Monday, October 17, 2016

Manual Samuel Review (XONE)

Games like QWOP or Xbox 360 Indie Games hidden gem Mount Your Friends task you with controlling individual limbs of a character separately in order to move them around.  You have to really concentrate and just staying upright is a challenge, but they’re fun games because they’re so different.  What would happen if you also had to manually make your character blink their eyes and breathe along with everything else, though?  Why, ridiculous hilarity mixed with mild annoyance, of course!  The new Xbox One and PS4 indie game Manual Samuel challenges you with keeping the main character alive for 24-hours by manually doing everything for him and it is one of the most hilariously funny games of the year.  See our full review for all of the details.

Game Details

  • Publisher: Curve Digital   
  • Developer: Perfectly Paranormal
  • ESRB Rating: “T” for Teen
  • Genre: Action(?)
  • Pros: Genuinely funny; fresh and unique gameplay; nice presentation; co-op
  • Cons: Repeated one-liners; can be frustrating
  • MSRP: $10

Samuel, the star of Manual Samuel, is a spoiled rich jerk who, upon his untimely passing, makes a deal with Death to get a second chance at life provided he can complete whatever task Death gives him.  The task – Samuel has to survive for 24-hours while having to manually do everything people normally take for granted as being automatic such as breathing in and out, blinking his eyes, moving his arms and legs separately, and keeping his spine straight. 

You play as Samuel so, naturally, keeping him alive becomes your responsibility.  If you don’t press the “A” button to blink, his eyes dry out and turn red and his vision gets blurry.  If you don’t press the “X” button to breathe in, and the “B” button to breathe out, Sam’s face turns blue and he passes out.  You also have to move his legs with the triggers, his hands with the bumpers, and occasionally press up on the d-pad to straighten his spine out so he can stand normally.

Your mastery of these controls is put to the test as you lead Sam through a typical day.  Things start out fairly simply by having you take a shower and get dressed, but eventually you’ll be driving a car, working in a robot factory, and more.  Walking around is usually simple enough, but driving a car – a manual transmission with a clutch, because Death is a dick – is one of the most frantic and funny moments I’ve spent with a videogame in quite a while.  The game only takes about 90-minutes or so to finish, but it is filled with seemingly everyday and simple tasks that turn out to be pretty hilarious because you have to manually do every single little stupid thing.  Just remember, keep breathing.  And blink.

As fun and funny as the game can genuinely be, it can also be a huge pain in the ass sometimes as you might expect.  You never really “fail”, but some of the tasks have tight time limits so you have to do the same thing – like opening a door, walking across a room, grabbing a robot part, and walking back across a room before the door closes – over and over and over again until you get it right and it starts getting more frustrating than fun.  The objectives get increasingly more demanding as the game goes on, too, and it can really grind your gears by the end.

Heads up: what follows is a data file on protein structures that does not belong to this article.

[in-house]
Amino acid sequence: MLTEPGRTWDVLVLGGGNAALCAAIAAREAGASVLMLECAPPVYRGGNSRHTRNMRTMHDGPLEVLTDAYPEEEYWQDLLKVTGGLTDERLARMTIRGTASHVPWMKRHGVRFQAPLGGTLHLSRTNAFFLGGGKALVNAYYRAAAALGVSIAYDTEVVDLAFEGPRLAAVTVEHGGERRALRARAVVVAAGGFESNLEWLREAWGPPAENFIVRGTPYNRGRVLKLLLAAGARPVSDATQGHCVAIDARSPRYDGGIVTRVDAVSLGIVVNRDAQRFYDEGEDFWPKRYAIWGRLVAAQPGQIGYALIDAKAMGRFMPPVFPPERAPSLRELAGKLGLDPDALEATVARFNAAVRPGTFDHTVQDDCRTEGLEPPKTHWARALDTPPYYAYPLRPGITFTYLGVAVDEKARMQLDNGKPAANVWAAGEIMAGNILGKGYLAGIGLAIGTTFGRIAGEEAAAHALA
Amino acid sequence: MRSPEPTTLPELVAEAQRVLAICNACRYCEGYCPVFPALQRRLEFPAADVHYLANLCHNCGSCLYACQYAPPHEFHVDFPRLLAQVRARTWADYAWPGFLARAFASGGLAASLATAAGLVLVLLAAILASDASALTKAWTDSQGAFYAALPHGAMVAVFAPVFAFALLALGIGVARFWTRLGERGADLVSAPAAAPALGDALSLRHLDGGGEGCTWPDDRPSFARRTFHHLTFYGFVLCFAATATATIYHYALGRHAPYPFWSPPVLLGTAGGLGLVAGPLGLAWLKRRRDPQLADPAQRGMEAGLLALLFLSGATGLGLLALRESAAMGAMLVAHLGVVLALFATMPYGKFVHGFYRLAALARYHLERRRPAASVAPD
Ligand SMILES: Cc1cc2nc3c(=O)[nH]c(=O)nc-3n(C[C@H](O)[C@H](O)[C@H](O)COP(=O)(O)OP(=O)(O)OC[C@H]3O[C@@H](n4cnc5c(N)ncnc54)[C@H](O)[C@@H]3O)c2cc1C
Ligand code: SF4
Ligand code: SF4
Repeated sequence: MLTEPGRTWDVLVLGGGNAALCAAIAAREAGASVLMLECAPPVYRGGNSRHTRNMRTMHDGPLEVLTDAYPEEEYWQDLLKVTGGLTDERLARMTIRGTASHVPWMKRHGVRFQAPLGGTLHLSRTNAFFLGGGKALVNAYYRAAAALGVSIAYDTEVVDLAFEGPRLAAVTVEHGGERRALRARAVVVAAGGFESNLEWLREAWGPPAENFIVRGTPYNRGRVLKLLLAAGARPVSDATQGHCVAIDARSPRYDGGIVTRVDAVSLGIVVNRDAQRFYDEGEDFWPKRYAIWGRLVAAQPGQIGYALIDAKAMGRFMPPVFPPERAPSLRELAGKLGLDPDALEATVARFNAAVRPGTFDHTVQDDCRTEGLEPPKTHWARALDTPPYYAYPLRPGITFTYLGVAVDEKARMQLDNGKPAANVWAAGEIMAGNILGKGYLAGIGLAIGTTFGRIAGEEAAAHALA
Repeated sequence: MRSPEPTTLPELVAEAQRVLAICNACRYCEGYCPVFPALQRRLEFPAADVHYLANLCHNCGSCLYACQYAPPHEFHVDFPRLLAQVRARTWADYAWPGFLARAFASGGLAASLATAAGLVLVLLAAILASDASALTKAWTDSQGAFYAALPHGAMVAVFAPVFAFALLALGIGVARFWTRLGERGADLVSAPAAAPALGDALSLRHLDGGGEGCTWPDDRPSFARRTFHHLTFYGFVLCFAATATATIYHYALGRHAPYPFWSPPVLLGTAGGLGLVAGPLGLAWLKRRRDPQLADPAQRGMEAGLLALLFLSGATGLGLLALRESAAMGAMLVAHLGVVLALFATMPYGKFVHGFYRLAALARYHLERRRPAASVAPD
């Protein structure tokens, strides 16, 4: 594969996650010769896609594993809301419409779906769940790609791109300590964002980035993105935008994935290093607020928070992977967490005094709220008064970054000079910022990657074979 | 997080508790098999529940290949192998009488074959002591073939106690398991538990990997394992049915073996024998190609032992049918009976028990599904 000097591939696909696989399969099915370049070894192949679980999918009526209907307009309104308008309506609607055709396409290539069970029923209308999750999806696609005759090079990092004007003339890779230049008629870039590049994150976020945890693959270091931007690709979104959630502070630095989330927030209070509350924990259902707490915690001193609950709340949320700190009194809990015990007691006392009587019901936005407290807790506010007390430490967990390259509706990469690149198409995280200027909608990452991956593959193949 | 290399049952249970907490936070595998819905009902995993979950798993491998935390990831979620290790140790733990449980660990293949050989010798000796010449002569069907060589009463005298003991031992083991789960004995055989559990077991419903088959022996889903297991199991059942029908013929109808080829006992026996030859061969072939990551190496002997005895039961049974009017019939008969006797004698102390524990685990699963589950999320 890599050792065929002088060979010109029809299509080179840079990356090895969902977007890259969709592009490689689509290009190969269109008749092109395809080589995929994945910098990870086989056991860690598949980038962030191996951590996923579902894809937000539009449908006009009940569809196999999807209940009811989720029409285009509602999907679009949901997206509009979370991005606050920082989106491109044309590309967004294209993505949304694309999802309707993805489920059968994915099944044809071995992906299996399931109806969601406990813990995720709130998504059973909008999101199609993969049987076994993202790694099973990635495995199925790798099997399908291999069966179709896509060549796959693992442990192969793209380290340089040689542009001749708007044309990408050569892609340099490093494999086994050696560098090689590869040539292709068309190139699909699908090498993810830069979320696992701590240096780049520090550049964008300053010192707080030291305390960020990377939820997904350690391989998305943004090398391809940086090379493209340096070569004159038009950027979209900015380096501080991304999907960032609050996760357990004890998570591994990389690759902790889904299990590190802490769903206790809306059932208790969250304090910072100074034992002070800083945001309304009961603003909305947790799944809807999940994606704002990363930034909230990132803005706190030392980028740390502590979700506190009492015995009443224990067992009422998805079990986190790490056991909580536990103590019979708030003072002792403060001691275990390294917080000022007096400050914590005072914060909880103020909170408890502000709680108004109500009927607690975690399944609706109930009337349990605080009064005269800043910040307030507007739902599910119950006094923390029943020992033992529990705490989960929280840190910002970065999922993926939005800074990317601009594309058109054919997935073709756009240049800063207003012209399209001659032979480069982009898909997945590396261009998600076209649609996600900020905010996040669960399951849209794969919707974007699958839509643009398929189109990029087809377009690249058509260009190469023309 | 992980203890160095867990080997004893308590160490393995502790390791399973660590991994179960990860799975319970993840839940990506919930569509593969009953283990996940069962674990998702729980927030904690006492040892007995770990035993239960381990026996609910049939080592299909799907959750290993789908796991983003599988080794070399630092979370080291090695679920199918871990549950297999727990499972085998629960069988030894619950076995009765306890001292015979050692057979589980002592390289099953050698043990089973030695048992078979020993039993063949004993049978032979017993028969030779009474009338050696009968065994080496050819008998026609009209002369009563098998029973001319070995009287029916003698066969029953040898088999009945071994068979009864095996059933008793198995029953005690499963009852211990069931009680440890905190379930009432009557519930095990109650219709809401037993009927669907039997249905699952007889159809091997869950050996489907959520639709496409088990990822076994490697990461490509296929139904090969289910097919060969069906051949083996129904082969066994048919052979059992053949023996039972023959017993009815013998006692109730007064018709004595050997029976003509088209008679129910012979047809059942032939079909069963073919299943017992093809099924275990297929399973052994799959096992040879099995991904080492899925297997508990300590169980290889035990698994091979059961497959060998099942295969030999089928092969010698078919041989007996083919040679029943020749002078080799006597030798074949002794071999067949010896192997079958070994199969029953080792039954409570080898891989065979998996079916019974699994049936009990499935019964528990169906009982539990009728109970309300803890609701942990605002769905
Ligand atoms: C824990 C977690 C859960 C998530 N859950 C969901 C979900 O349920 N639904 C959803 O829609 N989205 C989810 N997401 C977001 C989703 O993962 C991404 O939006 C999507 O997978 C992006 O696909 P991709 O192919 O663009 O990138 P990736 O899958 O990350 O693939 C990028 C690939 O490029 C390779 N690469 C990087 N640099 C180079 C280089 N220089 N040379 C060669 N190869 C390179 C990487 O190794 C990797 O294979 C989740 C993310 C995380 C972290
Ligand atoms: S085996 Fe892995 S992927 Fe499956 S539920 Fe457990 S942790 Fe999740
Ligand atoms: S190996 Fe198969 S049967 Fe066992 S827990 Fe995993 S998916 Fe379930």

Thankfully, though, the game doesn’t overstay its welcome.  As I mentioned, it is only about 90-minutes long so as long as you don’t get too frustrated you’ll see the end.  It is also priced at just $10, which is a perfect price for a little bite-sized chunk of game that actually has fairly decent replay value simply because it is so fun to show off to other people.  The game even has a co-op mode where keeping Sam alive is shared between two players that can be really funny too. 

Manual Samuel is a really funny game in general, though the sense of humor might not appeal to everyone.  A sarcastic narrator talks about everything you make Sam do and Death is a wannabe skater punk, or something, so he constantly tries (and fails) to do kickflips and says mostly dumb weird stuff.  I thought it was all funny, but it won’t be for everyone.  At the very least, watching Sam flop around when you screw up making him walk should be funny to most people, and the other situations you get yourself into can be so crazy that anyone should laugh.  Death’s repeated one-lines do get old, especially when you have to do the same section over and over again, but it kept me entertained.


The presentation in Manual Samuel is well done across the board.  The art style is sort of cartoony and Penny Arcade-looking and works perfectly here. 

All in all, Manual Samuel is a unique and funny game where enjoyment comes both from playing it yourself as well as showing it off to new people that haven’t seen it before.  It is wild and crazy and just really, genuinely funny.  There are some annoyances, but the short run time means it doesn’t overstay its welcome and the decent replay value and fun of showing it off means you won’t regret the $10 price tag.  Manual Samuel is absolutely worth a look.
Disclosure: A review code was provided by the publisher.

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